See how Mapme, a service of map creation, shows the team — the investor immediately sees what experience the founders have. Using this pitch deck, they could raise a $1M seed round.
11. Investments and use of funds
This slide is significant for an investment pitch deck. Explain to investors precisely what funding you hope to receive and how you will use it. Name the amount and tell us how you plan to use these funds: for what stages of your development are needed. Such a slide will build confidence that you know what you are doing and are ready to work transparently.
Guy Kawasaki writes that this slide is where you give your audience hope. You are here to draw a line under everything you have said before and say directly how much money you need to make it a reality.
Look at the example from Intercom's first pitch deck.
12. Summary and call to action
Do not cut off the presentation mid-sentence — give a clear call to action. In the article, we talked about different types of presentations. For each of them, it is crucial to choose a clear call to action that meets that presentation type best to help you achieve your goal.
For example, for a master card product presentation, it was important to attract new users. And here's how they did it.
One more great example from SeoMoz pitch deck.
Remember to provide your contact information. Give all contacts on the last slide so your audience can reach out to you. You can add the company website and social media channels on the first slide to increase its visibility.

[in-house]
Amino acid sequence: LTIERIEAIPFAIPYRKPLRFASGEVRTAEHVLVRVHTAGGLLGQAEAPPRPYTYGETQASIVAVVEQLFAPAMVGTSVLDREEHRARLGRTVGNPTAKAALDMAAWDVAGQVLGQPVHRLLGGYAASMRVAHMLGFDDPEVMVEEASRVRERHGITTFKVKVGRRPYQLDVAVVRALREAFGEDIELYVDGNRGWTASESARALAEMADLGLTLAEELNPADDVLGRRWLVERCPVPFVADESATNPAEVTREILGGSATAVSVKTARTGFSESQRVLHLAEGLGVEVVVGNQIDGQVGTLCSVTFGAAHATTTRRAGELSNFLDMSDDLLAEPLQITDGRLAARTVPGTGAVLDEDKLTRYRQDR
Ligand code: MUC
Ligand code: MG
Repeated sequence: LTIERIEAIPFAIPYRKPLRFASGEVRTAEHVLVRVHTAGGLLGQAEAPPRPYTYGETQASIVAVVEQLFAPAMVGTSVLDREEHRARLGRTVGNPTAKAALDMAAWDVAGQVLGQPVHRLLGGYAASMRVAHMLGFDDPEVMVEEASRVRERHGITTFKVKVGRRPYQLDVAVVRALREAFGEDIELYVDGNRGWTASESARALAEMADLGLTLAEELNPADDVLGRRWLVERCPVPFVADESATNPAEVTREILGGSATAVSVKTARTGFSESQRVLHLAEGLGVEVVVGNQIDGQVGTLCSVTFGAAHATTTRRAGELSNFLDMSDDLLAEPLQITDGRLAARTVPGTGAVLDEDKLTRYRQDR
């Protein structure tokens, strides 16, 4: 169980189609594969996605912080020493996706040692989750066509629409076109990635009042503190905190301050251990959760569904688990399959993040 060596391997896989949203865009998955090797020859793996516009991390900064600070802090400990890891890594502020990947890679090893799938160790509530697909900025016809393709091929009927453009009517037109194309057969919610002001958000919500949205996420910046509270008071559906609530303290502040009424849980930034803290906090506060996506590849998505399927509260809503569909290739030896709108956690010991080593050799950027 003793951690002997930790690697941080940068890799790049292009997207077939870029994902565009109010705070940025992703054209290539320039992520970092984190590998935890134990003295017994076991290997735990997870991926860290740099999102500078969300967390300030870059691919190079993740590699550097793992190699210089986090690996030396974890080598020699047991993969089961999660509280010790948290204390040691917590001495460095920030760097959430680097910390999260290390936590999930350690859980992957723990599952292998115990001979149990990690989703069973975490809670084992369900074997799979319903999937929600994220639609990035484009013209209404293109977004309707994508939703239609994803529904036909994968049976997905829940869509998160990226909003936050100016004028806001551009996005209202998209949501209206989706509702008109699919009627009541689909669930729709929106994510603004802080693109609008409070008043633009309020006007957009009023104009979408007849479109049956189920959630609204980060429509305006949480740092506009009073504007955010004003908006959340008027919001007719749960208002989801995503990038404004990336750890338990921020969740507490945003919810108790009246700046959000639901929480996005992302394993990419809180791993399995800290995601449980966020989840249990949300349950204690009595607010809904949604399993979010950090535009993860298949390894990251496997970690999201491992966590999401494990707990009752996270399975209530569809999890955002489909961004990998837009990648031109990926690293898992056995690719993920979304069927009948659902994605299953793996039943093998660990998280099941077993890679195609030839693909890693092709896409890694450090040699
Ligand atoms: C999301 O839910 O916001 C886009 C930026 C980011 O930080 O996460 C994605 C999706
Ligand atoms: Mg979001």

How to send a pitch deck to your potential partners or investors
If during the first communication with a potential partner or investor, you only had time to conduct an elevator pitch and exchange contacts, use this chance to send your pitch deck by email.
There are several options for further interaction.
Way 1. Send it in digest to investors interested in your product
Send contacts from the list of potential partners and investors a regular digest, which will contain information about new achievements, product updates, financial growth, and successes of your company.
For example, we in Stripo send such a digest once a month. We share the growth indicators of our project, and at the end, we remind that more detailed information can be found in our actual pitch deck.
(Source: Stripo Monthly Update Newsletter)
Way 2. Add to follow-up emails
When you meet potential partners and investors at events, it will be very appropriate to send a follow-up email where you mention the name of your company once again, describe where you met and why you agreed to email each other, and add a link to the pitch deck.
Way 3. Add screens of infographics from the pitch deck to emails
You can use your presentation's most revealing infographic slides to power up your sales emails. You add them to the email body. Such an illustration will definitely grab the reader’s attention.
Use the type of pitch you need at events — conferences, competitions, and quick meetings held by investors. Use our tips and create a cool presentation that will definitely help you achieve your goal.